Dulles pledges cooperation with Russia as end to blockade sought

October 21, 1948

PARIS, Oct. 21, 1948 (UP) - The three western powers, who have decided to withdraw their condemnation of Russia as a threat to peace if the Berlin blockade is lifted, accepted a small-nation formula today as a "hopeful basis" for solving the Berlin crisis.

John Foster Dulles, making his maiden speech before the United Nations Assembly here, at the same time pledged the United States to renewed co-operation with Russia.

The compromise solution tentatively accepted by western powers calls for new talks on the Berlin currency and German peace treaty problems after Russia lifts the Berlin blockade.

The compromise was drafted after repeated talks between Soviet Delegate Andrei Vishinsky and Chairman Juan A. Bramuglia of the Security Council.

The proposal was submitted early today to both Vishinsky and the western powers. Vishinsky forwarded it to Moscow so he could have the Kremlin's answer before the Security Council resumes debate on the Berlin crisis tomorrow.

Western delegates indicated they were waiting anxiously and a little hopefully that Russia also would find the proposal a "hopeful basis" for settling the East-West crisis.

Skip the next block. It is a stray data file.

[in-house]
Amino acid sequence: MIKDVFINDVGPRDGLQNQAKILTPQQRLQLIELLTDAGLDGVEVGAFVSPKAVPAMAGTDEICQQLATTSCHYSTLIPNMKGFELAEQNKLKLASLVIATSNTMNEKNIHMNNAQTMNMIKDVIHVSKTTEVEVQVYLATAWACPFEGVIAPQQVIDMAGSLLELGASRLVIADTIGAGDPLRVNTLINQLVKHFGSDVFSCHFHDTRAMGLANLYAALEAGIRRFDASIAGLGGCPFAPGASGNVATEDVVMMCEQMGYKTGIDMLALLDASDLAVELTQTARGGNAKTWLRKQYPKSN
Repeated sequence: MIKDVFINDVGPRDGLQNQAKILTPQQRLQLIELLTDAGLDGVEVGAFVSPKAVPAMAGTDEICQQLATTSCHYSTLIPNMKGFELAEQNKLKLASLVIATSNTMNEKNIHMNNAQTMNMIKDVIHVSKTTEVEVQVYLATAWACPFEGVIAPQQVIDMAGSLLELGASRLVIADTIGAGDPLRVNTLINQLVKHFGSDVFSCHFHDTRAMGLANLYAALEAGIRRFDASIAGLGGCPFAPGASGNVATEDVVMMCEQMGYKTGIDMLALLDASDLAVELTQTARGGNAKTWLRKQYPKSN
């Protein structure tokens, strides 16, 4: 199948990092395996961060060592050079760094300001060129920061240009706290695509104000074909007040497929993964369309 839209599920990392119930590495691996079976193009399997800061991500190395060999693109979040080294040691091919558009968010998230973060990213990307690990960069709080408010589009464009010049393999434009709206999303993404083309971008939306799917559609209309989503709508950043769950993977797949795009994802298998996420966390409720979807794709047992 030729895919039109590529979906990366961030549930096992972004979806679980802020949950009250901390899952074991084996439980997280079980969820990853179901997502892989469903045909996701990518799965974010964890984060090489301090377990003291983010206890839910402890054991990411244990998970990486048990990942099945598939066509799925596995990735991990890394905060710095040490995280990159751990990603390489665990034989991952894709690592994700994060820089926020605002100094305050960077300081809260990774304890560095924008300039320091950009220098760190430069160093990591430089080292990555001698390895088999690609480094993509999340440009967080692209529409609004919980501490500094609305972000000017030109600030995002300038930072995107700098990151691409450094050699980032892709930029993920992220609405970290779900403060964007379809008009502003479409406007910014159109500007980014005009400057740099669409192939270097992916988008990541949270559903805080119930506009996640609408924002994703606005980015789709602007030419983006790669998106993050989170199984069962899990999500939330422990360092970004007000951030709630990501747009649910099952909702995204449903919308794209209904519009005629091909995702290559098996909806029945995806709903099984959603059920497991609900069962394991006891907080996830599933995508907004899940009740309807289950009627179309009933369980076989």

Despite the new conciliation efforts, the western powers still felt Russia probably would veto even a compromise solution in the Security Council. They noted that Russia based its position on the claim that the UN cannot legally consider any German problem.

But western delegates indicated they hoped that, even after a veto, the draft resolution contained elements of a possible solution outside the UN.

The Berlin compromise, still subject to revision, was understood to contain these three points:

-- Unconditional lifting of the blockade of Berlin.

-- New four-power talks on the Berlin currency, possibly starting simultaneously with the lifting of the blockade.

-- A new Council of Foreign Ministers meeting on Germany, probably to start after the blockade is lifted and the Berlin currency problem is settled.

Dulles made another western gesture toward peace with Russia while speaking on a Mexican resolution in the United Nations Political Committee. The Mexican resolution called upon the east and west for renewed efforts to end the cold war.

Dulles expressed American acceptance of the principle of the Mexican resolution, which called specifically for the great powers to proceed to final agreement on the peace treaties through the UN or by a special conference of all the original 1942 United Nations members who were belligerents.

He said that while the great powers have the primary right in determining the peace terms, "that right should be used constructively."

Vishinsky accepted the general principles set forth by Mexico - desire to return to the spirit of Yalta and San Francisco - but said he would submit a substitute draft for that part calling on the big powers, having failed themselves to agree on peace treaties, to try through the UN.

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